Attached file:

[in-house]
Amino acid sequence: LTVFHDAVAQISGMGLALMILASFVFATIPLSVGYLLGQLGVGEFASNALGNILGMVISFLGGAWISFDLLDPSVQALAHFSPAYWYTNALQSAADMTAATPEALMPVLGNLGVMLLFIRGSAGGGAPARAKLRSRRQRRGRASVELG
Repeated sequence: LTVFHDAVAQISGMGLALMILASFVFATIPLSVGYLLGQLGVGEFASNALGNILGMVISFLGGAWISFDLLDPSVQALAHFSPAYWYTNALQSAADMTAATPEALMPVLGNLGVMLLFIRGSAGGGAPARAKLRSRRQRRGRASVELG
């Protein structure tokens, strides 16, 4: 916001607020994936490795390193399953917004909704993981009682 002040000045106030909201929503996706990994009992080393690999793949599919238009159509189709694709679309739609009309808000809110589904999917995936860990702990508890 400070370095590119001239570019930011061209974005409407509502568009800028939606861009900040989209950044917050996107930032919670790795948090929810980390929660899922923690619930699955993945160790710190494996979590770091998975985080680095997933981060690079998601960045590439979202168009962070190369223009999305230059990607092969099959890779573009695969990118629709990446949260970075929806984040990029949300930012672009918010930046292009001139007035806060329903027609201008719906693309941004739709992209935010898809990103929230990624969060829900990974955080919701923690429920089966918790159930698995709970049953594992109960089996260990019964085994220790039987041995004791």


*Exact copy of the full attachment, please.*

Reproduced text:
[in-house]
Amino acid sequence: LTVFHDAVAQISGMGLALMILASFVFATIPLSVGYLLGQLGVGEFASNALGNILGMVISFLGGAWISFDLLDPSVQALAHFSPAYWYTNALQSAADMTAATPEALMPVLGNLGVMLLFIRGSAGGGAPARAKLRSRRQRRGRASVELG
Repeated sequence: LTVFHDAVAQISGMGLALMILASFVFATIPLSVGYLLGQLGVGEFASNALGNILGMVISFLGGAWISFDLLDPSVQALAHFSPAYWYTNALQSAADMTAATPEALMPVLGNLGVMLLFIRGSAGGGAPARAKLRSRRQRRGRASVELG
């Protein structure tokens, strides 16, 4: 916001607020994936490795390193399953917004909704993981009682 002040000045106030909201929503996706990994009992080393690999793949599919238009159509189709694709679309739609009309808000809110589904999917995936860990702990508890 400070370095590119001239570019930011061209974005409407509502568009800028939606861009900040989209950044917050996107930032919670790795948090929810980390929660899922923690619930699955993945160790710190494996979590770091998975985080680095997933981060690079998601960045590439979202168009962070190369223009999305230059990607092969099959890779573009695969990118629709990446949260970075929806984040990029949300930012672009918010930046292009001139007035806060329903027609201008719906693309941004739709992209935010898809990103929230990624969060829900990974955080919701923690429920089966918790159930698995709970049953594992109960089996260990019964085994220790039987041995004791």